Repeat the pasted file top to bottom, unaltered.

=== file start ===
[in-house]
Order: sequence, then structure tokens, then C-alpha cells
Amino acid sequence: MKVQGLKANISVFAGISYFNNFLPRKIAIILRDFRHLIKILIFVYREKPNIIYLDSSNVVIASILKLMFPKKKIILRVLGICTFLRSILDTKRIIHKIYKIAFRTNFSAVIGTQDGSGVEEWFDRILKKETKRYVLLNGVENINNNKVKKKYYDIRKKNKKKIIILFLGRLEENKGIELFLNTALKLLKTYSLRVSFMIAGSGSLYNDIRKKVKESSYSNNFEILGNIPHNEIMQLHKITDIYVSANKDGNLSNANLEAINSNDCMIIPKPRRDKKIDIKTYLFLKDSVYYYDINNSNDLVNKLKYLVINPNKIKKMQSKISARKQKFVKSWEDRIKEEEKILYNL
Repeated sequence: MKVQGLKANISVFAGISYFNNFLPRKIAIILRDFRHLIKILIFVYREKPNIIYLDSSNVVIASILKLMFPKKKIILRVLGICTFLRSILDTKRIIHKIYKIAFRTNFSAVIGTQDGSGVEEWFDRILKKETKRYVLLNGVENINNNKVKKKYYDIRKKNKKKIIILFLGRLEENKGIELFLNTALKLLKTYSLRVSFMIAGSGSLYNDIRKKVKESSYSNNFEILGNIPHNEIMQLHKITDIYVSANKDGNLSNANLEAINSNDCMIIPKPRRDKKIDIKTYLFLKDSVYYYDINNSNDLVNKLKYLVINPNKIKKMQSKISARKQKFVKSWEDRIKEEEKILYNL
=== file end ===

[in-house]
Order: sequence, then structure tokens, then C-alpha cells
Amino acid sequence: MKVQGLKANISVFAGISYFNNFLPRKIAIILRDFRHLIKILIFVYREKPNIIYLDSSNVVIASILKLMFPKKKIILRVLGICTFLRSILDTKRIIHKIYKIAFRTNFSAVIGTQDGSGVEEWFDRILKKETKRYVLLNGVENINNNKVKKKYYDIRKKNKKKIIILFLGRLEENKGIELFLNTALKLLKTYSLRVSFMIAGSGSLYNDIRKKVKESSYSNNFEILGNIPHNEIMQLHKITDIYVSANKDGNLSNANLEAINSNDCMIIPKPRRDKKIDIKTYLFLKDSVYYYDINNSNDLVNKLKYLVINPNKIKKMQSKISARKQKFVKSWEDRIKEEEKILYNL
Repeated sequence: MKVQGLKANISVFAGISYFNNFLPRKIAIILRDFRHLIKILIFVYREKPNIIYLDSSNVVIASILKLMFPKKKIILRVLGICTFLRSILDTKRIIHKIYKIAFRTNFSAVIGTQDGSGVEEWFDRILKKETKRYVLLNGVENINNNKVKKKYYDIRKKNKKKIIILFLGRLEENKGIELFLNTALKLLKTYSLRVSFMIAGSGSLYNDIRKKVKESSYSNNFEILGNIPHNEIMQLHKITDIYVSANKDGNLSNANLEAINSNDCMIIPKPRRDKKIDIKTYLFLKDSVYYYDINNSNDLVNKLKYLVINPNKIKKMQSKISARKQKFVKSWEDRIKEEEKILYNL